Mirai, the IoT botnet which caused record-breaking DDoS attacks last year, has become even more contagious due to a Windows variant.
Spotted by Kaspersky Labs, their security experts are in the process of analysing the first Windows-based spreader of the malware which is believed to have attacked 500 systems in the past couple of months. From the initial analysis, Kaspersky believes the new bot was developed by someone with a higher degree of skill than Mirai’s initial creators.
Opening up Mirai to infect Windows systems adds even more potential targets. In terms of spreading the malware from Windows to IoT devices, this can only be achieved if an infected host is able to brute force a remote telnet connection to a vulnerable endpoint.
While more robust and complex than Mirai’s previous variant, Kaspersky notes most of the components, techniques, and functionality of the new spreader are several years old. The company’s analysts believe the developer is from China due to its code being compiled on a Chinese system, using host servers maintained in Taiwan, and the abuse of stolen code-signing certificates from companies based in the country.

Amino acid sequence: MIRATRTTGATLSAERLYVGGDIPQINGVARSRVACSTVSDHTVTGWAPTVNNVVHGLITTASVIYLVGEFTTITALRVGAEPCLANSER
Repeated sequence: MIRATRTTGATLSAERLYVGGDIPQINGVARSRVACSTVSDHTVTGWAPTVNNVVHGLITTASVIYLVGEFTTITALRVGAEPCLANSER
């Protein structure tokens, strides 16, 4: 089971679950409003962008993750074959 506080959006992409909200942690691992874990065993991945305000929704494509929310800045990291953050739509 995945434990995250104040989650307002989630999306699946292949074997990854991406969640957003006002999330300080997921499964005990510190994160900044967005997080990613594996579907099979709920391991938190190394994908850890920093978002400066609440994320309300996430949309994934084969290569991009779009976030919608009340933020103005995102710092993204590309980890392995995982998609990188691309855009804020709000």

“The appearance of a Mirai crossover between the Linux platform and the Windows platform is a real concern, as is the arrival on the scene of more experienced developers. The release of the source code for the Zeus banking Trojan in 2011 brought years of problems for the online community – and the release of the Mirai IoT bot source code in 2016 will do the same for the Internet,” says Kurt Baumgartner, Principal Security Research at Kaspersky Lab.
“More experienced attackers, bringing increasingly sophisticated skills and techniques, are starting to leverage freely available Mirai code. A Windows botnet spreading IoT Mirai bots turns a corner and enables the spread of Mirai to newly available devices and networks that were previously unavailable to Mirai operators. This is only the beginning.”
Based on the geolocation of IP addresses involved in the second stage of attack, the countries most vulnerable are emerging markets that have invested heavily in connected technology, such as, India, Vietnam, Saudi Arabia, China, Iran, Brazil, Morocco, Turkey, Malawi, United Arab Emirates, Pakistan, Tunisia, Russia, Moldova, Venezuela, the Philippines, Colombia, Romania, Peru, Egypt and Bangladesh.
As noted by Baumgartner, this latest development is only the beginning. In the latest issue of IoT News, we spoke to F-Secure’s Security Advisor, Sean Sullivan, about botnet threats accelerating in 2017 and how to fight back against them or even turn a potential disaster into a PR win for companies affected like those who suffered high-profile DDoS attacks last year.
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